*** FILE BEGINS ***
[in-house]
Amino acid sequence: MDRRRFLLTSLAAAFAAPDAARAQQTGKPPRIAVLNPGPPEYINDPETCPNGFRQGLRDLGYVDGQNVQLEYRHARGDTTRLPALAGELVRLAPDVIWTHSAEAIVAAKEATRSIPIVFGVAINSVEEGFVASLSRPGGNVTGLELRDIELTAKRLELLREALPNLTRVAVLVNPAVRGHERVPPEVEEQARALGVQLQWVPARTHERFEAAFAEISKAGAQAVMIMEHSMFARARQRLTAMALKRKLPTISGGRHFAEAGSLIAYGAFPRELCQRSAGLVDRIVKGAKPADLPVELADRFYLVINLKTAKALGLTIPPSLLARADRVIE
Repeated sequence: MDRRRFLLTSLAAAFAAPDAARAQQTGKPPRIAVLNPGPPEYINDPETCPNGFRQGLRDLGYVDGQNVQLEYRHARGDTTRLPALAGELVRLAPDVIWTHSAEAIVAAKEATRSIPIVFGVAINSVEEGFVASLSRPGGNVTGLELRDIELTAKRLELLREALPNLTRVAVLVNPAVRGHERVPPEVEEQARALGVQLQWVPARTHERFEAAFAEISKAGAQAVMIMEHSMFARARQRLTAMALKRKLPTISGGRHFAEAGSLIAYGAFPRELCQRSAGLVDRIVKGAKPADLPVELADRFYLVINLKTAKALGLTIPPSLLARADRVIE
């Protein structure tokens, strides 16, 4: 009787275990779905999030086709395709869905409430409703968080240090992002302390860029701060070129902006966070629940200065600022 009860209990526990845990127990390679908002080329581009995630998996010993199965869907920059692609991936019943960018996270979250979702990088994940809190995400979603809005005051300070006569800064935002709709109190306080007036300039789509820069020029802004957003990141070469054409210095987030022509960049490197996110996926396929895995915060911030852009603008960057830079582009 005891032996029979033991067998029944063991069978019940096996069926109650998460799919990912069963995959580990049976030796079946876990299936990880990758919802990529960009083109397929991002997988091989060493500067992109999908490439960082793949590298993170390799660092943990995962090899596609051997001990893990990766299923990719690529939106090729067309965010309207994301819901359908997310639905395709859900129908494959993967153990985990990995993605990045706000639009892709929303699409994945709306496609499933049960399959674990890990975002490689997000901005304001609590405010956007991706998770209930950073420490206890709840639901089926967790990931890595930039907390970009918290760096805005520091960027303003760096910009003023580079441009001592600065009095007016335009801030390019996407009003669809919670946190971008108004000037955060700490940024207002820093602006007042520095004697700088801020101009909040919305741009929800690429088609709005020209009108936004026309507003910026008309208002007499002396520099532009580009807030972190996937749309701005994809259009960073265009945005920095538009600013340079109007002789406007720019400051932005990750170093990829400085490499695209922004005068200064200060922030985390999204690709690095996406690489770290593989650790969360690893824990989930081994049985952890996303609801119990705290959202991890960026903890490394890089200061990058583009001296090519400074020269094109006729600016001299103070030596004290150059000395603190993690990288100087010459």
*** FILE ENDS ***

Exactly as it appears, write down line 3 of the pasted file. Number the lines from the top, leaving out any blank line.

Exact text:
Repeated sequence: MDRRRFLLTSLAAAFAAPDAARAQQTGKPPRIAVLNPGPPEYINDPETCPNGFRQGLRDLGYVDGQNVQLEYRHARGDTTRLPALAGELVRLAPDVIWTHSAEAIVAAKEATRSIPIVFGVAINSVEEGFVASLSRPGGNVTGLELRDIELTAKRLELLREALPNLTRVAVLVNPAVRGHERVPPEVEEQARALGVQLQWVPARTHERFEAAFAEISKAGAQAVMIMEHSMFARARQRLTAMALKRKLPTISGGRHFAEAGSLIAYGAFPRELCQRSAGLVDRIVKGAKPADLPVELADRFYLVINLKTAKALGLTIPPSLLARADRVIE